Leveraging cloud platforms where they make the most sense is a matter of careful evaluation as well as proper migration.
Editor's Note: The following article is taken from the publication, Business Continuity Today Ch. 11: Is the Cloud Right for You? available for download free from the MC Press White Paper Center.
Many concepts in modern technology evolve so quickly that those involved in the creation of the technologies may not even notice that a new platform has been born out of their work. The cloud is such a platform. What started years ago in the field of hypervisor-based virtualization technologies is evolving into the ability to produce computer resources, in multiple physical locations, that act as if they were part of the local network that end-users and middleware applications are attached to.
The cloud, as we know it today, has no true definition. We can only start with some definitions that hold true at the moment and then move into theoretical discussions about some of the most likely next steps in the field of cloud maturity. There are certain aspects of day-to-day technology issues that cloud computing can assist with, both now and into the next generation of the cloud-based computer resource. The cloud is getting a lot of press from both supporters and detractors. Some say it is the future of information technology; others say it is the same old thing, repackaged. The only real question is whether it can be a means to an end.
For now, cloud computing is to IT storage and resource management what the smartphone is to the rotary dial; it's simple, cheap, scalable, eco-friendly, and infinitely available. In the end, the "cloud" is just a metaphor for the Internet, and it works just like an electricity grid: resources, software, and information are provided to computers on demand and in the quantity demanded. In the 1980s, those resources were provided by giant mainframes and complex, geographically restricted client-server systems, which also required an enormous investment in hardware, space, and skilled staff to maintain them. Now, any business of any size, and even individuals, can consume storage space, software, and other resources "in the cloud" without having to own or manage a datacenter.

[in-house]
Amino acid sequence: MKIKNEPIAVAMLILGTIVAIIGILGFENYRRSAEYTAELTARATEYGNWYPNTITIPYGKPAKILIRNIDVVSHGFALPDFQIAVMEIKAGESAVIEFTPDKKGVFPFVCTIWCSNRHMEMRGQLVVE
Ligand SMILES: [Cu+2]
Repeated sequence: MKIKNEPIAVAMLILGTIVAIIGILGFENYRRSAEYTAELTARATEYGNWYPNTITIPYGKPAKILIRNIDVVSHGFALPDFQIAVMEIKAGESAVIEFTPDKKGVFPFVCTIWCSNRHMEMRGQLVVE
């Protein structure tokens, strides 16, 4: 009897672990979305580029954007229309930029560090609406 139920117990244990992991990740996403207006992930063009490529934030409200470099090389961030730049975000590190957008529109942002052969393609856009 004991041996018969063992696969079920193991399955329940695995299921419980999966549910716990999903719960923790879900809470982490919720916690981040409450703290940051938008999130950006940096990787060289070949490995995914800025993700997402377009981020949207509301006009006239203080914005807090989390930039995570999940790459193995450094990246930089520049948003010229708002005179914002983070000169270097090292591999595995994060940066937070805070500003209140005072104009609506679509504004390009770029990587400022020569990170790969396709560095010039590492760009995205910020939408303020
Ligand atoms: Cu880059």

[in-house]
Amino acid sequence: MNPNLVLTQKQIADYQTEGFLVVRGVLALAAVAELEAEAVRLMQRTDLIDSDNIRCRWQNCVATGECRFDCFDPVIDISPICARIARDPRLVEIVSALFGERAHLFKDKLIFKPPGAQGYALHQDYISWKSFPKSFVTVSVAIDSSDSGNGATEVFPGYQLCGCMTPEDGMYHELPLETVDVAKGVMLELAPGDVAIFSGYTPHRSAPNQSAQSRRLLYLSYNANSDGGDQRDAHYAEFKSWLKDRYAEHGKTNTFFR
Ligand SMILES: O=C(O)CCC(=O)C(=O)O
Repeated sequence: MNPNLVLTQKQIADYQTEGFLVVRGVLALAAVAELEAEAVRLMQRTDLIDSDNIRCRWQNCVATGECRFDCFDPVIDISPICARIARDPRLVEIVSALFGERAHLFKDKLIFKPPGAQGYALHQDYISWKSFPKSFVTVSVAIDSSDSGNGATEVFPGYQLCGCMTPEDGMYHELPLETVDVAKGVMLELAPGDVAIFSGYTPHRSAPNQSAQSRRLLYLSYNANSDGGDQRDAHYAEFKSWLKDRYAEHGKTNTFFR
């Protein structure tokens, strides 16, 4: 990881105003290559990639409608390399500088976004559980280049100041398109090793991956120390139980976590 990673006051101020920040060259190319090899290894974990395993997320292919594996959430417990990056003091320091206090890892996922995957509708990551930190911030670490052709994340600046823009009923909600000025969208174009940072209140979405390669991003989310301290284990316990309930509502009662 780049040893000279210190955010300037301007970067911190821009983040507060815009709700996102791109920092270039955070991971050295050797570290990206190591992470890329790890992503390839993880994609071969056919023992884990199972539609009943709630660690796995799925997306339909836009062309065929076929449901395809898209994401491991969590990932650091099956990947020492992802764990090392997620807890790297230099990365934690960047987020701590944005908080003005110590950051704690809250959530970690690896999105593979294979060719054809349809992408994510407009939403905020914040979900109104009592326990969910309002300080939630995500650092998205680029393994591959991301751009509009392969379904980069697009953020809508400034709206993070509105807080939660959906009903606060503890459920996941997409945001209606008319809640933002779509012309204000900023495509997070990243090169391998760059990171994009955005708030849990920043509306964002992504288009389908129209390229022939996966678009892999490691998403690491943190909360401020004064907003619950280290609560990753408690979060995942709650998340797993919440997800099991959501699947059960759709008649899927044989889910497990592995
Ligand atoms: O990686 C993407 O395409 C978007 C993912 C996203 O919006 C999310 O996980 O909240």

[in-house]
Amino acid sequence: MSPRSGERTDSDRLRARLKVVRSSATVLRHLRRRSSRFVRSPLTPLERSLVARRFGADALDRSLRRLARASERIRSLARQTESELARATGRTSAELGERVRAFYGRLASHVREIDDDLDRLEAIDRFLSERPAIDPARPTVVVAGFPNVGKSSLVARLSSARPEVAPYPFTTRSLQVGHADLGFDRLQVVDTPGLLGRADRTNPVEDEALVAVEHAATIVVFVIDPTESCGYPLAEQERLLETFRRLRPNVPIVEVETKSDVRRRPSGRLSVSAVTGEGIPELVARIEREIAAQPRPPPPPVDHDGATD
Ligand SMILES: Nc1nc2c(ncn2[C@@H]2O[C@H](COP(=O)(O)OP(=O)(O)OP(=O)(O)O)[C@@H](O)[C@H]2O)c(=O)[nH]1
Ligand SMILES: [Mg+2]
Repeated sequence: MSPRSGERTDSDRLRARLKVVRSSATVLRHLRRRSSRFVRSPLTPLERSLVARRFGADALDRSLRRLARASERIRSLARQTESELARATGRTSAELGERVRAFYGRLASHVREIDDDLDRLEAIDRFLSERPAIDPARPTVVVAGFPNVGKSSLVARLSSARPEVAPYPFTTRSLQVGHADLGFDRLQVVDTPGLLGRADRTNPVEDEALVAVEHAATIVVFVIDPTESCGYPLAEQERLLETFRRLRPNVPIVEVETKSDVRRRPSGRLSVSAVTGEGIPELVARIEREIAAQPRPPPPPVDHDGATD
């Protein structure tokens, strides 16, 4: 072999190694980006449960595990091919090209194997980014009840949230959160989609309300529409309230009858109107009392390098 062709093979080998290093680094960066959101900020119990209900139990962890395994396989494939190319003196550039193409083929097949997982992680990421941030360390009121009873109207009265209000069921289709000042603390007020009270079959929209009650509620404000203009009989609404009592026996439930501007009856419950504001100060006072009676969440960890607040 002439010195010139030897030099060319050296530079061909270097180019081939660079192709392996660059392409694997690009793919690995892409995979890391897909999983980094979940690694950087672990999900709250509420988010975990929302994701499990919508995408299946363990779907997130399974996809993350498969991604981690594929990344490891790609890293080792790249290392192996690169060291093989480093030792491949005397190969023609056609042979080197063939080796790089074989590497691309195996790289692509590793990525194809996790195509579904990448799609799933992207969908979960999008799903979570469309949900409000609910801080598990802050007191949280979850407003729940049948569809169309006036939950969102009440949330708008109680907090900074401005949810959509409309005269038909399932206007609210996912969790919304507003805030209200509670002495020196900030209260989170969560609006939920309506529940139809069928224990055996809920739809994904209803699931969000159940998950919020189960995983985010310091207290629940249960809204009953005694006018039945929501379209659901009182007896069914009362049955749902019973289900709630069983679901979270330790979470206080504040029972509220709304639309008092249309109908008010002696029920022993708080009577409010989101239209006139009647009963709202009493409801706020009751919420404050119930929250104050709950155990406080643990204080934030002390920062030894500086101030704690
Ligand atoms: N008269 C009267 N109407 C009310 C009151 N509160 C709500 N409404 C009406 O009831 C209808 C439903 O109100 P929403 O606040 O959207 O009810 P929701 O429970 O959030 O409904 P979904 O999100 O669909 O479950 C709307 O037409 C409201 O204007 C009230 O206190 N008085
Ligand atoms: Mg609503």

Further, organizations can take advantage of technology that allows them to maintain a real-time backup copy of data, applications, and even operating systems in the cloud, which allows them to restore damaged or destroyed production servers in minutes instead of hours or days. The best part is it doesn't take a dedicated IT staff to do it.
What Is Recovery as a Service?
The term "cloud computing" is so generic (and sometimes misused) that it's nearly worthless in a practical discussion. Two aspects of cloud computing that are relevant to the discussion are Infrastructure as a Service (IaaS) and Software as a Service (SaaS). With IaaS, a service provider delivers raw resources—like virtual machines, storage, and network bandwidth—as a service. With SaaS, a provider layers a specific software solution on top of those raw resources and delivers that. When both IaaS and SaaS are combined in an offering that is specifically designed to provide data protection and disaster recovery, it is referred to as Recovery as a Service, or RaaS, which is discussed later in this chapter.
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